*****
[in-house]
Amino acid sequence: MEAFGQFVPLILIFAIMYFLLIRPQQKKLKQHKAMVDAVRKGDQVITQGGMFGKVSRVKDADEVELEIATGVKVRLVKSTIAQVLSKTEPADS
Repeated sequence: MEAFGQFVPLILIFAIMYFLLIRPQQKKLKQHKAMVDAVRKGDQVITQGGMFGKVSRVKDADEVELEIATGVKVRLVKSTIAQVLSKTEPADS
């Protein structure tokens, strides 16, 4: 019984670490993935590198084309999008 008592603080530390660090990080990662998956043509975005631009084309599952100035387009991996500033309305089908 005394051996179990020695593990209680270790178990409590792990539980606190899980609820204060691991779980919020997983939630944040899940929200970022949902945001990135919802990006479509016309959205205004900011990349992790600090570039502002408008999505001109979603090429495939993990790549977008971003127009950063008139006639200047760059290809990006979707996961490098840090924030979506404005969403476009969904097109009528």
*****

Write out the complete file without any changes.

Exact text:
[in-house]
Amino acid sequence: MEAFGQFVPLILIFAIMYFLLIRPQQKKLKQHKAMVDAVRKGDQVITQGGMFGKVSRVKDADEVELEIATGVKVRLVKSTIAQVLSKTEPADS
Repeated sequence: MEAFGQFVPLILIFAIMYFLLIRPQQKKLKQHKAMVDAVRKGDQVITQGGMFGKVSRVKDADEVELEIATGVKVRLVKSTIAQVLSKTEPADS
């Protein structure tokens, strides 16, 4: 019984670490993935590198084309999008 008592603080530390660090990080990662998956043509975005631009084309599952100035387009991996500033309305089908 005394051996179990020695593990209680270790178990409590792990539980606190899980609820204060691991779980919020997983939630944040899940929200970022949902945001990135919802990006479509016309959205205004900011990349992790600090570039502002408008999505001109979603090429495939993990790549977008971003127009950063008139006639200047760059290809990006979707996961490098840090924030979506404005969403476009969904097109009528």